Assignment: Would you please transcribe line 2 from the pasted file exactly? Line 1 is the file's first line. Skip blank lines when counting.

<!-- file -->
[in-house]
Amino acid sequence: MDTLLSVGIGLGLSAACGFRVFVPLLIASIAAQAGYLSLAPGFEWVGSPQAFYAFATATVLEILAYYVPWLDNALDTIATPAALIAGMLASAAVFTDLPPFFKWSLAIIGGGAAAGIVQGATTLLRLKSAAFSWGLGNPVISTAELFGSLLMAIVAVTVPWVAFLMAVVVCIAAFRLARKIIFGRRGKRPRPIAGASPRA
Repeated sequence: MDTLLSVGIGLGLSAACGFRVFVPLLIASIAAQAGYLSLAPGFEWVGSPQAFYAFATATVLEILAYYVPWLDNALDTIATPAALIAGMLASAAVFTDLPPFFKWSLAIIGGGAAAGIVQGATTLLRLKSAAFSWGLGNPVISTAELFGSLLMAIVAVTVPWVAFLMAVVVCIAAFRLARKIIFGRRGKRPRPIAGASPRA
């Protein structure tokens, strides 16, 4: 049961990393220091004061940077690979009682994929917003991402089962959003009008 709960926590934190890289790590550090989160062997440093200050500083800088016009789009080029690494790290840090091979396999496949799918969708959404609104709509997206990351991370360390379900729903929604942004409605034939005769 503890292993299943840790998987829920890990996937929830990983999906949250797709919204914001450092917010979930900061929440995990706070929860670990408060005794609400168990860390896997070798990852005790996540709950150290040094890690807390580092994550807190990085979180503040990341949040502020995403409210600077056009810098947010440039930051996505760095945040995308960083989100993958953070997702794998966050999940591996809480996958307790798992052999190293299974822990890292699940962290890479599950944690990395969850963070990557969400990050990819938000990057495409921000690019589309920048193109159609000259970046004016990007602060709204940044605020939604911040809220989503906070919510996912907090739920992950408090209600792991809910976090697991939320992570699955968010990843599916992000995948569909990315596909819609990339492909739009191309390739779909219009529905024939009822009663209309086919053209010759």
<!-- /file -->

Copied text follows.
Amino acid sequence: MDTLLSVGIGLGLSAACGFRVFVPLLIASIAAQAGYLSLAPGFEWVGSPQAFYAFATATVLEILAYYVPWLDNALDTIATPAALIAGMLASAAVFTDLPPFFKWSLAIIGGGAAAGIVQGATTLLRLKSAAFSWGLGNPVISTAELFGSLLMAIVAVTVPWVAFLMAVVVCIAAFRLARKIIFGRRGKRPRPIAGASPRA